Canada’s plan to push for new peacekeeping pledges called ‘hypocrital’
Canada intends to encourage countries at a November peacekeeping summit to follow its example and rise to a “new level” of ambition in the commitment of troops and equipment to the world’s trouble spots, federal documents show.
The intention is contained in the Liberal government’s “objectives and themes” for the gathering of defence ministers, scheduled to take place in Vancouver Nov. 14-15, released to CBC under access to information laws.
The document sketches out an ambitious conference plan that, on the surface, tackles many of the long-standing concerns of both the United Nations and the countries that contribute troops to missions.
However, the idea Canada would hold itself up as a model when it has yet to fulfil its own often-hyped pledge of 600 troops and 150 police officers was greeted with dismay by a leading expert on the subject and among those in the diplomatic community who’ve been lobbying for greater Canadian support.
“Securing new pledges for UN peacekeeping operations has been a core theme at high-level UN peacekeeping conferences,” says the confidential, Canadian Eyes Only strategy, prepared for Defence Minister Harjit Sajjan last winter.
“The 2017 ministerial would be an opportunity to take stock of the implementation and impact of existing pledges, including how many have registered and moved up through the UN Peacekeeping Capability Readiness System (PCRS) which ensures that pledges progress and become deployable.”
“This is about listening to other nations.” – Harjit Sajjan, defence minister
Encouraging other countries to register in the readiness system and ultimately getting the UN the troops it needs are seen as desired and “potential outcomes” of the conference.
At last year’s gathering in London, Sajjan made a splash by announcing “a new level of Canadian ambition,” when he outlined the federal government’s proposed troop contribution without attaching them to any specific mission.
The upcoming conference “would be the moment for countries wishing to make similar announcements and pledges this year to do the same,” says the strategy, dated Jan. 16, 2017.
As part of the agenda, Canada also wants a discussion on better methods to share and co-ordinate international commitments for so-called “enablers” such as helicopters and medical support teams, which have been in short supply on UN missions.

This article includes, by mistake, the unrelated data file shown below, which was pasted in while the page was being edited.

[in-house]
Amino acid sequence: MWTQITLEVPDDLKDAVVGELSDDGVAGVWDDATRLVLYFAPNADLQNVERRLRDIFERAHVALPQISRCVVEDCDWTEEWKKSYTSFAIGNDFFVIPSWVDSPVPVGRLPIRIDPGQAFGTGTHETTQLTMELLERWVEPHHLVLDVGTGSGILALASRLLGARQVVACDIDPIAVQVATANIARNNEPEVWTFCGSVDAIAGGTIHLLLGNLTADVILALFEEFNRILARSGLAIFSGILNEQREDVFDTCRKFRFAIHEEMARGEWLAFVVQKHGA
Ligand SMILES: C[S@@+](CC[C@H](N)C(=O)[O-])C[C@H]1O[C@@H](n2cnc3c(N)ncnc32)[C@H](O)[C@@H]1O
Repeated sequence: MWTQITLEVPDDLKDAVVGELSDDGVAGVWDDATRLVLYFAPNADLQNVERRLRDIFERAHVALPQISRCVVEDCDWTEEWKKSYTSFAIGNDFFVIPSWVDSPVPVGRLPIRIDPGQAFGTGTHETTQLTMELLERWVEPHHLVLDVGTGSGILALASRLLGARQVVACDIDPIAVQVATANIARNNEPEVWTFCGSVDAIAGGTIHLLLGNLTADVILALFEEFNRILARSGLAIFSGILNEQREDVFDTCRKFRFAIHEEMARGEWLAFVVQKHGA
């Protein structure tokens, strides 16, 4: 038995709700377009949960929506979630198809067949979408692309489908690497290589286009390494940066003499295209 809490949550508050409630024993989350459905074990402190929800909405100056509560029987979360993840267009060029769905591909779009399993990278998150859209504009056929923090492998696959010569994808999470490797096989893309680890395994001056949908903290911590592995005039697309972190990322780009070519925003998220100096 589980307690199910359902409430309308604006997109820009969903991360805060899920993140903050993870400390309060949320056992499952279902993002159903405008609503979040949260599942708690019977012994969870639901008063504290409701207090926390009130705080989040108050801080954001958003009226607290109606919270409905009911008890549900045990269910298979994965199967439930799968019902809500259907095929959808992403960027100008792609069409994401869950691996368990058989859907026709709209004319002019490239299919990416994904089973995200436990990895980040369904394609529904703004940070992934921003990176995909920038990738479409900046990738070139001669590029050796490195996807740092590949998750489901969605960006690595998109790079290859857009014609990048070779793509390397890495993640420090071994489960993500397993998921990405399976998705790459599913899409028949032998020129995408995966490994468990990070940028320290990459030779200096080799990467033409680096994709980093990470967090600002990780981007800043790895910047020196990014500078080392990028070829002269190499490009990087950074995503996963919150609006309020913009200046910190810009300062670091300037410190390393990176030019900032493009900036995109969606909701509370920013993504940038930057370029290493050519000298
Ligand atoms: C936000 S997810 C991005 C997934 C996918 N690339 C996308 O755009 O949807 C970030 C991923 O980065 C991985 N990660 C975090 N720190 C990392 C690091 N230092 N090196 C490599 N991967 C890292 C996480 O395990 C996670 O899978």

The Liberal government is eager to see targets intended to encourage the greater involvement by women in peacekeeping are met and that last year’s commitment of nations was not a “one-off.”
Prime Minister Justin Trudeau will speak to the UN General Assembly on Thursday, but peacekeeping is not expected to figure prominently in his remarks.
“We’re not leading by example.”
– Walter Dorn, Royal Military College of Canada
Both he and Sajjan have steadfastly refused to say whether there will be a decision before the conference.
Sajjan has repeatedly defended the absence of a selection on where Canadian troops might go and said Wednesday Canada doesn’t intend to dominate the conversations in Vancouver.
“This is about listening to other nations,” Sajjan said following the weekly Liberal caucus meeting.
“Canada wants to bring an innovative approach and how we can best contribute because we don’t want come and look at it and say hey, we’re just back and here, listen to us, this is what we’re going to do or just be able to send — announce a mission just for the sake of getting a check mark.”
Charges of hypocrisy
Even still, one of the country’s foremost experts on peacekeeping, said Canada’s do as I say, not as I do approach will rub some nations the wrong way.
“The hypocrisy to all this is that we haven’t implemented our London pledge, and yet we’re pushing for pledges and a review of the implementation of pledges,” said Walter Dorn, a professor of defence studies at the Royal Military College of Canada.
“We’re not leading by example.”
Documents obtained and published by CBC News last summer show the UN routinely presents Canada with a long list of peacekeeping duty requests, including dangerous, frontline missions in Mali and the volatile Central African Republic.
Separately, France and the European Union have asked for Canada’s help in the same region.
The requests have been turned down, or remain “under consideration.”
The UN’s peacekeeping branch held open marquee command positions and repeatedly asked last year for the deployment of helicopters to support operations in Mali.
The fact Canada wants to talk about better methods of sharing aviation duties strikes Dorn as sensible but also disingenuous.
“On all of those points, Canada has been dithering,” he said.
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